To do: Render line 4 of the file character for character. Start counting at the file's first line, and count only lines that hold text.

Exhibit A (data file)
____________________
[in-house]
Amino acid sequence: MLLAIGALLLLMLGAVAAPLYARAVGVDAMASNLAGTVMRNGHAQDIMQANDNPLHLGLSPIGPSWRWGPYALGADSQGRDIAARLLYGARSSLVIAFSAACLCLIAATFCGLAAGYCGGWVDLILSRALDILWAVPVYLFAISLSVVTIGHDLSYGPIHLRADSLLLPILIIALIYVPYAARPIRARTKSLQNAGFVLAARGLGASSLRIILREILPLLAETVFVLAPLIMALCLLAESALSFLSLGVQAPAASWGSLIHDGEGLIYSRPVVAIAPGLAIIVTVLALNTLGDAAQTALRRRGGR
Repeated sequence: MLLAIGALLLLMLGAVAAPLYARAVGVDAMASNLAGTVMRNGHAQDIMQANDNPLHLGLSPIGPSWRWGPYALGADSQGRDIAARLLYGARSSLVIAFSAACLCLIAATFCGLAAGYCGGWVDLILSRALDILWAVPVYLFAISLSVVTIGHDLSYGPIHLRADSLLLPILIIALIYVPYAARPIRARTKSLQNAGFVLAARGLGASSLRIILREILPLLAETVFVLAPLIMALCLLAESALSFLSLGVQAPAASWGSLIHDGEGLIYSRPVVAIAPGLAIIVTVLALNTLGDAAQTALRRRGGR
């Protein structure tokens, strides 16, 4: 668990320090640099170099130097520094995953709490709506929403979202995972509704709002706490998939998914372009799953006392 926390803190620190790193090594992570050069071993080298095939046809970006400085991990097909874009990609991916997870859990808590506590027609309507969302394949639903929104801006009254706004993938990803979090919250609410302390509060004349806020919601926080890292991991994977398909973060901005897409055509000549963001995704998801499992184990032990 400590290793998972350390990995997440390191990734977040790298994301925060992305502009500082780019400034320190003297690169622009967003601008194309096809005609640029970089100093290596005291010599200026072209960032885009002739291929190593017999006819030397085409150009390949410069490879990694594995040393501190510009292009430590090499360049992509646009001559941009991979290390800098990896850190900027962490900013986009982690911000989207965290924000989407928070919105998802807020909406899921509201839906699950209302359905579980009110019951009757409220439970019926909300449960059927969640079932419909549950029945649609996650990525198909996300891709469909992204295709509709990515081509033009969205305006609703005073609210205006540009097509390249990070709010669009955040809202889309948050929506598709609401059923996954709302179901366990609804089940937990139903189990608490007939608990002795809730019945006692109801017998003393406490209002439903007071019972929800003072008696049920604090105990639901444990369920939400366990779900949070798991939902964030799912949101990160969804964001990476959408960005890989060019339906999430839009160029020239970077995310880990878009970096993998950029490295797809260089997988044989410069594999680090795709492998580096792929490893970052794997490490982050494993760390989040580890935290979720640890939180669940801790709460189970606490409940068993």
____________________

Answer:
């Protein structure tokens, strides 16, 4: 668990320090640099170099130097520094995953709490709506929403979202995972509704709002706490998939998914372009799953006392 926390803190620190790193090594992570050069071993080298095939046809970006400085991990097909874009990609991916997870859990808590506590027609309507969302394949639903929104801006009254706004993938990803979090919250609410302390509060004349806020919601926080890292991991994977398909973060901005897409055509000549963001995704998801499992184990032990 400590290793998972350390990995997440390191990734977040790298994301925060992305502009500082780019400034320190003297690169622009967003601008194309096809005609640029970089100093290596005291010599200026072209960032885009002739291929190593017999006819030397085409150009390949410069490879990694594995040393501190510009292009430590090499360049992509646009001559941009991979290390800098990896850190900027962490900013986009982690911000989207965290924000989407928070919105998802807020909406899921509201839906699950209302359905579980009110019951009757409220439970019926909300449960059927969640079932419909549950029945649609996650990525198909996300891709469909992204295709509709990515081509033009969205305006609703005073609210205006540009097509390249990070709010669009955040809202889309948050929506598709609401059923996954709302179901366990609804089940937990139903189990608490007939608990002795809730019945006692109801017998003393406490209002439903007071019972929800003072008696049920604090105990639901444990369920939400366990779900949070798991939902964030799912949101990160969804964001990476959408960005890989060019339906999430839009160029020239970077995310880990878009970096993998950029490295797809260089997988044989410069594999680090795709492998580096792929490893970052794997490490982050494993760390989040580890935290979720640890939180669940801790709460189970606490409940068993």